Mountain Name Means 'Mad As Hell'

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Editor:

I do not wish to defame the scholarship of Stan Brown. I know Stan, and I know he is an excellent historian. However, he slipped up in the article concerning the name of the mountain range just west of Rye. Let me present the facts:

In the 1800s there was an old miner who spent many years unsuccessfully trying to prod gold from them thar hills. But he always gave it "one more chance." Finally, on his "last try," the mountain smiled. Under a ledge, his knowledgeable eye spotted "the big one!" A bonanza was a sure thing. As he went about staking the claim, Mother Nature stepped in: boom! bang! zing! etc.! Earthquake! I draw the curtain over the horrendous scene and pick up where the miner is dusting himself off at the base of the mountain, miraculously unhurt but furious and beaten.

About that time, up rode a government cartographer/surveyor, fresh out of school and ready for his first important job. After the usual amenities, the young man asked the name of the imposing range to the west.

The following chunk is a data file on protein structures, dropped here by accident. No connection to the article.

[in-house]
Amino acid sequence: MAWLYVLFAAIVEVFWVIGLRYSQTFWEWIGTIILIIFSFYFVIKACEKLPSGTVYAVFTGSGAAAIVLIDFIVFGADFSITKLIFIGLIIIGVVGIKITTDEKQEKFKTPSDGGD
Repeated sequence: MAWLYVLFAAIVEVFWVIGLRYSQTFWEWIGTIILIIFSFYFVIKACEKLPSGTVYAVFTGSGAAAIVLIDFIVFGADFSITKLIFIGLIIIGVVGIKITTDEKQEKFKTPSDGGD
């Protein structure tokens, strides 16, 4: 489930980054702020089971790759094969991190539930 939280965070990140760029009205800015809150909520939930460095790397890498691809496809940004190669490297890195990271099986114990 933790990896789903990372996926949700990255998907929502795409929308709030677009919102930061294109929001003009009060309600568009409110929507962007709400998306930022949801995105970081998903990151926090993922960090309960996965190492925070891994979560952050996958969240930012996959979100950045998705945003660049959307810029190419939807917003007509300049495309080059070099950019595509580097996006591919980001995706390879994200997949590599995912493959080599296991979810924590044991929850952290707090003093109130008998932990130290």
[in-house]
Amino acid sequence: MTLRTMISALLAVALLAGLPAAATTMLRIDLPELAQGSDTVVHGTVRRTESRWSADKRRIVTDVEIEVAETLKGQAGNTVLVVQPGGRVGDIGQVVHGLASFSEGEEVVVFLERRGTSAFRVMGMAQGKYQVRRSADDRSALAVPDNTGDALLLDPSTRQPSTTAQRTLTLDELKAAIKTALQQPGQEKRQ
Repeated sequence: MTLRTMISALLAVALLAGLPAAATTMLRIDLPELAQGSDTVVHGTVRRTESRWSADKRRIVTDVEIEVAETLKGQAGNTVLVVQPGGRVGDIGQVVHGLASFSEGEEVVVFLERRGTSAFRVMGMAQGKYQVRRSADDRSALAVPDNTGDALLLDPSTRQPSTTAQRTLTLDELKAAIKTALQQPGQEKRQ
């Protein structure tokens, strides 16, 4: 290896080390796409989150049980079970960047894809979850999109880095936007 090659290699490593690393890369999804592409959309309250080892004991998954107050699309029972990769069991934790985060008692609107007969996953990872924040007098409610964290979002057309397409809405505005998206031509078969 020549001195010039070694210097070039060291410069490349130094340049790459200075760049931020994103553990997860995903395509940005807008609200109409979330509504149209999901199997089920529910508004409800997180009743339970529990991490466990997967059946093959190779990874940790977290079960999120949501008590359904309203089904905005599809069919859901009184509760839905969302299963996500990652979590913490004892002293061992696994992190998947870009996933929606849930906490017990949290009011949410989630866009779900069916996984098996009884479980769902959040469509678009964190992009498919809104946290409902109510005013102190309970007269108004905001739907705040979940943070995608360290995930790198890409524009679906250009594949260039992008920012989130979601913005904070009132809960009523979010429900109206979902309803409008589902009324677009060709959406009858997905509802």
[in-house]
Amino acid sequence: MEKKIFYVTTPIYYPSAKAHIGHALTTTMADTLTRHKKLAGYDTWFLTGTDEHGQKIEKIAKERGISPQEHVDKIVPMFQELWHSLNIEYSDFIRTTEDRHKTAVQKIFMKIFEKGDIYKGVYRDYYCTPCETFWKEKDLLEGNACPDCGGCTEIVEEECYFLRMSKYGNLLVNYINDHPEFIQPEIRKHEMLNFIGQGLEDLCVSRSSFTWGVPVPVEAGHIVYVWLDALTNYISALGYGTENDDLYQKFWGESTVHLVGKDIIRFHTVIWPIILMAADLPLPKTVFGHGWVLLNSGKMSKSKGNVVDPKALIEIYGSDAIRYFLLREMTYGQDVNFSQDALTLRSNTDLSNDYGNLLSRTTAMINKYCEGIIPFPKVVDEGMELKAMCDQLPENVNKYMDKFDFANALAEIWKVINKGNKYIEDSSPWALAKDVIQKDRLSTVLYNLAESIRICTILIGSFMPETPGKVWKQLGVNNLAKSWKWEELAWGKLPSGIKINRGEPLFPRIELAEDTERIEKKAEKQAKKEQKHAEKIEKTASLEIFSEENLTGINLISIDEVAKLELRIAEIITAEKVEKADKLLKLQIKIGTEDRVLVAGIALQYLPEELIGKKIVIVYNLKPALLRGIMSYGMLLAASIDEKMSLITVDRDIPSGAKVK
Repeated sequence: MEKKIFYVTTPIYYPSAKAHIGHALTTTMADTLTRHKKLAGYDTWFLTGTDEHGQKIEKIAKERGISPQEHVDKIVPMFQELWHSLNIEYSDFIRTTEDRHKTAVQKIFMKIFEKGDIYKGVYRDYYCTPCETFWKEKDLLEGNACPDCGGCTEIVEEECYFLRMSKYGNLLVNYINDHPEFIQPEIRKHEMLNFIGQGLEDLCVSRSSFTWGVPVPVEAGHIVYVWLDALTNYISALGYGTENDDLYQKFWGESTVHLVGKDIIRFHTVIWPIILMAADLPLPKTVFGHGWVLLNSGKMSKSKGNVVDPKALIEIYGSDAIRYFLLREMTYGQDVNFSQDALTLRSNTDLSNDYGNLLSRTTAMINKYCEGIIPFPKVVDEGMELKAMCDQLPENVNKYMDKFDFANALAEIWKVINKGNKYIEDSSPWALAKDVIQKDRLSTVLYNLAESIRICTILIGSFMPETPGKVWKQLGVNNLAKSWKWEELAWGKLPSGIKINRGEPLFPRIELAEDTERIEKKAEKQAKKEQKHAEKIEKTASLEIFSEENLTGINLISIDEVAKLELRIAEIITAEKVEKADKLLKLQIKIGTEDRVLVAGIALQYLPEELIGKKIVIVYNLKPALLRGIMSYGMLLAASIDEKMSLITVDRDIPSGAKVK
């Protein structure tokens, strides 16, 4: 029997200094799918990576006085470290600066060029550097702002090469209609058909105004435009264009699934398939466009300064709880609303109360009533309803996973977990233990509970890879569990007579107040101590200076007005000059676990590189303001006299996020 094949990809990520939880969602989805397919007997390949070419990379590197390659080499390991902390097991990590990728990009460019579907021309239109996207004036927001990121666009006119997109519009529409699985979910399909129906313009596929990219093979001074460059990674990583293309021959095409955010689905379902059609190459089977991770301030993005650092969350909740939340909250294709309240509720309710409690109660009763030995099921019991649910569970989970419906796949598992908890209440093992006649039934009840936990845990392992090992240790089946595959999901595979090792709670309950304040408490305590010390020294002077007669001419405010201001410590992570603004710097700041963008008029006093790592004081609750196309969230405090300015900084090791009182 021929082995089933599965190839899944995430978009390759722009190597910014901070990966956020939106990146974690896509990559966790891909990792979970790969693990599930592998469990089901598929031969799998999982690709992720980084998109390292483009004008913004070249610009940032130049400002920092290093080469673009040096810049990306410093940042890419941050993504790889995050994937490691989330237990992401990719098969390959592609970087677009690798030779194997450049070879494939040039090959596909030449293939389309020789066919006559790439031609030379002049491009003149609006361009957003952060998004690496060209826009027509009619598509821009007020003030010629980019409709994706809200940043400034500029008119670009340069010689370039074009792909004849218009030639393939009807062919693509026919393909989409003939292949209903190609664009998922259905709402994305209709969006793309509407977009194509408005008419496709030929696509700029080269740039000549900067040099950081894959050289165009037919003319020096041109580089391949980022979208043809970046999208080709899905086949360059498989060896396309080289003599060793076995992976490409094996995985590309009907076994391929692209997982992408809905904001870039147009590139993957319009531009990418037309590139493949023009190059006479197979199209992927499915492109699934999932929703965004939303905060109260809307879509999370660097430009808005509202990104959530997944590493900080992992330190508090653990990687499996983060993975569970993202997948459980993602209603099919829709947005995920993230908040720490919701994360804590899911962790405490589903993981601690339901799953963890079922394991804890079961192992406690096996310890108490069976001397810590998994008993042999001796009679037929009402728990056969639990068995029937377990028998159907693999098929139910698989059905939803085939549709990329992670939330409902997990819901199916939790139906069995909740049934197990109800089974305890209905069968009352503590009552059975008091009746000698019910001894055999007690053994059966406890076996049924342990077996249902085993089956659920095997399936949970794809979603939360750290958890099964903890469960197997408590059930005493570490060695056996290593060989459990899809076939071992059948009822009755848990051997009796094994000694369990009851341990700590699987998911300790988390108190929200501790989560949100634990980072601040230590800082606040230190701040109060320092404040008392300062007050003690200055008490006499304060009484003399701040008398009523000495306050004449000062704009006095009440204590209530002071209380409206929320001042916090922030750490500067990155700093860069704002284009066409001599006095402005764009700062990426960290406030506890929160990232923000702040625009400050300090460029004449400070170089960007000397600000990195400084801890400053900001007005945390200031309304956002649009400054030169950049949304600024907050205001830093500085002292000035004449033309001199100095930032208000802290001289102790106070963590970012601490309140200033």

"Well, Sonny, not sure that I know if it has a name. All I know is that it's a mean blankety-blank that has left me mad as hell! I'm through with! Mad as hell. I tell ya! Might be a good name for it!"

As you now can guess, the cartographer took the old-timer at his word, and the name stuck ever since regardless what the professionals say.

Now you know the rest of the story.

Page 3. Is an itchy scalp bothering you? Try ...

George Spears, Payson

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